More than often, people shared chicken-soup-for-souls stories with me. One of the themes is it pays to be kind. In some extreme cases, the horrendously obviously made up stories tell how a kind person did small deeds of kindness and eventually the receiving ends of those deeds saved his or her life.

Of course it’s good and noble to be kind. But these stories focus on the benefit of being kind, and try to educate — or rather, entice — readers to be kind. That’s totally wrong: charitable people are kind not because kindness is profitable but because it is the right thing to do.

Another question is, should we save one’s life only because the poor soul had been kind to us? If it were a total stranger who had not done anything nice to us, and we had all the power and ability to save this stranger, shouldn’t we save him or her all the same?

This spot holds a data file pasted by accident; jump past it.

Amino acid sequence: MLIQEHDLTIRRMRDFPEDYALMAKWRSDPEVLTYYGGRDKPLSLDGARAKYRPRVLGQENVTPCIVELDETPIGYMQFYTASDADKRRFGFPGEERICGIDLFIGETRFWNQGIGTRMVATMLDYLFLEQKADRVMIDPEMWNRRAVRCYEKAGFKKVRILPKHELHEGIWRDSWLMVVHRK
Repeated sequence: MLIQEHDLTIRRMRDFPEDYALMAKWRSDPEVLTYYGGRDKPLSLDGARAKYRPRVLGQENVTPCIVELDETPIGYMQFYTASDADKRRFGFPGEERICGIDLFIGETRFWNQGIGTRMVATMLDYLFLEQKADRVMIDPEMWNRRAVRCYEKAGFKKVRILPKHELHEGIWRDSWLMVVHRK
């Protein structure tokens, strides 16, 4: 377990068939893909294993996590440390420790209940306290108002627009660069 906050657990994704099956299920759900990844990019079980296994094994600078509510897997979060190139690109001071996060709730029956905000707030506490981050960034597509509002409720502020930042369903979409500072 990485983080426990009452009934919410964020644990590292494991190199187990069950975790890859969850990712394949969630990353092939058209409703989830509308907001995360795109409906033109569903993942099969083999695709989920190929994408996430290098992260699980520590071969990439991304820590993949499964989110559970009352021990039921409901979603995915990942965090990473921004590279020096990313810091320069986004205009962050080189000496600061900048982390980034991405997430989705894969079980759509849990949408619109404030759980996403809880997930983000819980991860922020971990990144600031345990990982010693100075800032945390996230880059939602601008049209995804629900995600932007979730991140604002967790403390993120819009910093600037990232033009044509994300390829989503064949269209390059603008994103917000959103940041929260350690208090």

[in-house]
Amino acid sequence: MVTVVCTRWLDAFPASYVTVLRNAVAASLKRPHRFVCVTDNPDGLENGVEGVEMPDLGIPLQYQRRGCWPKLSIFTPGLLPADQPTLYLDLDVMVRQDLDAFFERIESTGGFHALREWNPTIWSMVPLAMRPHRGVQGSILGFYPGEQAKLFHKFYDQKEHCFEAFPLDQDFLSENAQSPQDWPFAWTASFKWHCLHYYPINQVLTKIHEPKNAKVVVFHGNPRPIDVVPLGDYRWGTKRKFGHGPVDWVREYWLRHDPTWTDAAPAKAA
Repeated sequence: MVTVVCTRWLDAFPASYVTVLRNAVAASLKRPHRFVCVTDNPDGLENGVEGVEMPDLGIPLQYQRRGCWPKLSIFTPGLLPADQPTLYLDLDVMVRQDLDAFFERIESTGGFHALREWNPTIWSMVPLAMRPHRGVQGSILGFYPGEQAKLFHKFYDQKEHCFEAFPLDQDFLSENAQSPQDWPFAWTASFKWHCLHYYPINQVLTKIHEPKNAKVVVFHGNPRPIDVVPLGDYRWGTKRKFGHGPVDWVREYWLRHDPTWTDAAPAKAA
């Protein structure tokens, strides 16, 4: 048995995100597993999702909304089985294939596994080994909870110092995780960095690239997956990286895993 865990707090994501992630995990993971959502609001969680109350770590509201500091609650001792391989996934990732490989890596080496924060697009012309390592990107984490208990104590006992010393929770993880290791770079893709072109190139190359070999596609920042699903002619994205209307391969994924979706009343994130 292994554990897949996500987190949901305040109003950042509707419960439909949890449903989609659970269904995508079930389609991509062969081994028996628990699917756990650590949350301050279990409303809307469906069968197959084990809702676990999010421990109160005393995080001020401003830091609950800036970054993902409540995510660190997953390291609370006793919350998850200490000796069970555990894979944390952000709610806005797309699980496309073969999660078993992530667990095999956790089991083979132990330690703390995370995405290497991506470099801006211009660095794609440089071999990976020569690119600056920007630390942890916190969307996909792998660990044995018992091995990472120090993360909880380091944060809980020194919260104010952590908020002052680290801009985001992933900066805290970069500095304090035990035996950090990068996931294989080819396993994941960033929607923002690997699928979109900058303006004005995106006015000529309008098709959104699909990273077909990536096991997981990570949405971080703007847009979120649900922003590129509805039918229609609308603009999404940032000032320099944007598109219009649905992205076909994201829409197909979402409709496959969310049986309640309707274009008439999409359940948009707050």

Why should the authors of these stories treat good deeds as some kind of deals and trading? Why should we not be kind for a higher purpose than being helped in return? Are we so shallow-minded that we need such dear incentives to be kind? Why would people be touched and inspired by such nonsense, and pass it onto others still?

My problem is not with kind acts. A kind act, no matter what the actor’s motive is, is a kind act. My problem is with the ways those stories promote kind acts. It’s pure atrocity committed to humanity that kindness becomes a means and not the purpose itself.